The 2008 Subaru Tribeca Jacksonville FL
Fruitland Park, FL
Delray Beach, FL
Fort Myers, FL
West Palm Beach, FL
The 2008 Subaru Tribeca
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Subaru Tribeca - 2008 Review: There's a lot of power in it, a word that can refer to anything from a war to belly-button lint. And, as we discovered while driving the 2008 Tribeca, the subject can sometimes remain a mystery. Subaru's current tagline reads: "It's what makes a Subaru, a Subaru." Thing is, after hundreds of miles in Subie's midsize crossover we couldn't figure out what "it" was. "It" certainly wasn't the WRX's sporty nature, and "it" definitely wasn't spacious seven-passenger seating. Our best guess? "It" is the brand's homogenized exterior styling and, in the case of the Tribeca, a completely average driving demeanor.
What We Drove
Since our test vehicle was a pre-production model provided by Subaru, there was no window sticker to go by and, as is our policy, we steered away from evaluating this particular crossover's build quality. To remedy the window sticker situation, we configured an exact replica on Subaru's site. The base five-passenger Tribeca starts at just over $30,000 (including a $645 destination charge), but we figured our three-row/seven-passenger Limited model rang up at $39,053. That included a base price of $33,595, the $645 destination charge, a trailer tow package, fancy floor mats, and a touch-screen navigation system with a rear DVD player ($4,200).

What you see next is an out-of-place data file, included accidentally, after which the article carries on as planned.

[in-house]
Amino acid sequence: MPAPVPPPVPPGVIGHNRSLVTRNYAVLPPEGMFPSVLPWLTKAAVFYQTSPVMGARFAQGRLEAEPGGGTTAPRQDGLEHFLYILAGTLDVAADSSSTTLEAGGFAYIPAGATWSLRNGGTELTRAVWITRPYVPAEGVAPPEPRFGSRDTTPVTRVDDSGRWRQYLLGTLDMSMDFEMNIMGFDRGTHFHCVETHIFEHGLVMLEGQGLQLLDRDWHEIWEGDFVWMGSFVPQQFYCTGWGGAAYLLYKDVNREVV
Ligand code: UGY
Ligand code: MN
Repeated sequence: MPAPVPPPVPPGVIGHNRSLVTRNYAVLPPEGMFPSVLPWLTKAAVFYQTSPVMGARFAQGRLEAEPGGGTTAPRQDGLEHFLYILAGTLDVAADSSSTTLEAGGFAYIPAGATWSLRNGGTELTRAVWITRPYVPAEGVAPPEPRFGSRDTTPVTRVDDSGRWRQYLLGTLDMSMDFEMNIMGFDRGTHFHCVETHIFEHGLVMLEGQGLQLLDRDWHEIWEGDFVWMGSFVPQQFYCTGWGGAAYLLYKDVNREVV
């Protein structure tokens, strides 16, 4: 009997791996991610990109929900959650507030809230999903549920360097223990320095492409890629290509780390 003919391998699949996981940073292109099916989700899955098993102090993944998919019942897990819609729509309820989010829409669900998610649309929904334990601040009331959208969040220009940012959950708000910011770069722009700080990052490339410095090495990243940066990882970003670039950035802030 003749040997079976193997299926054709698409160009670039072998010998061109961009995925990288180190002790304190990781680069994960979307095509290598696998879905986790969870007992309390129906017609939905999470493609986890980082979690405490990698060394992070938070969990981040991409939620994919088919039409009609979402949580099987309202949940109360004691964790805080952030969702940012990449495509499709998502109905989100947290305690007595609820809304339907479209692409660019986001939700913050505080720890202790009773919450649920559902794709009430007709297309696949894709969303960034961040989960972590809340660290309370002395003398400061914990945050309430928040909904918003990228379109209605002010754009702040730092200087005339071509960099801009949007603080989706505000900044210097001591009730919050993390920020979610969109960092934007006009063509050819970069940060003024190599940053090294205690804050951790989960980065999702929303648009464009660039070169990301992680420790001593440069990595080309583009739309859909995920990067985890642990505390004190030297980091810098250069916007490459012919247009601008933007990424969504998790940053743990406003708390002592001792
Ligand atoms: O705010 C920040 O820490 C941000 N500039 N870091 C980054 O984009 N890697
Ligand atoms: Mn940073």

Yes, the 2008 Tribeca has more power than the 2007 B9 Tribeca is replaces, yet the boost translates to nothing more than adequate. If the Tribeca had to align itself with a family member, it most likely would be a four-cylinder (non-turbo) Forester rather than a WRX STI. There's enough gusto for comfortable cruising, and the automatic transmission is smooth in routine driving. However, we were not inspired enough to make two-lane passes, and the tranny's sport mode provides altered shift points that are hardly discernable. On the plus side, we averaged 19.5 mpg using regular 87 octane petrol.
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